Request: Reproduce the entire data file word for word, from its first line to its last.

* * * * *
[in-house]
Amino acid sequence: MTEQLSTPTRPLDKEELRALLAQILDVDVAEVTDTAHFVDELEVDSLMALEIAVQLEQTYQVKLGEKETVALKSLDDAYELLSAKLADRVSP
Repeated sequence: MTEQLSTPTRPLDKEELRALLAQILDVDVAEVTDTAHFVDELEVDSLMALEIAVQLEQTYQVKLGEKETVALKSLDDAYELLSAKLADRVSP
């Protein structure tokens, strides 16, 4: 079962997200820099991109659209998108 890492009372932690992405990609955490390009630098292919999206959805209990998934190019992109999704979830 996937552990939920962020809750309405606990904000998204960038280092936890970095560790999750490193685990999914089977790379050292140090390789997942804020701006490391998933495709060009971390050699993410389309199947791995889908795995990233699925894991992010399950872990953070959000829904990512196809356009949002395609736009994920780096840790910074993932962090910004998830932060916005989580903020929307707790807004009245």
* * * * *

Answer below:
[in-house]
Amino acid sequence: MTEQLSTPTRPLDKEELRALLAQILDVDVAEVTDTAHFVDELEVDSLMALEIAVQLEQTYQVKLGEKETVALKSLDDAYELLSAKLADRVSP
Repeated sequence: MTEQLSTPTRPLDKEELRALLAQILDVDVAEVTDTAHFVDELEVDSLMALEIAVQLEQTYQVKLGEKETVALKSLDDAYELLSAKLADRVSP
């Protein structure tokens, strides 16, 4: 079962997200820099991109659209998108 890492009372932690992405990609955490390009630098292919999206959805209990998934190019992109999704979830 996937552990939920962020809750309405606990904000998204960038280092936890970095560790999750490193685990999914089977790379050292140090390789997942804020701006490391998933495709060009971390050699993410389309199947791995889908795995990233699925894991992010399950872990953070959000829904990512196809356009949002395609736009994920780096840790910074993932962090910004998830932060916005989580903020929307707790807004009245």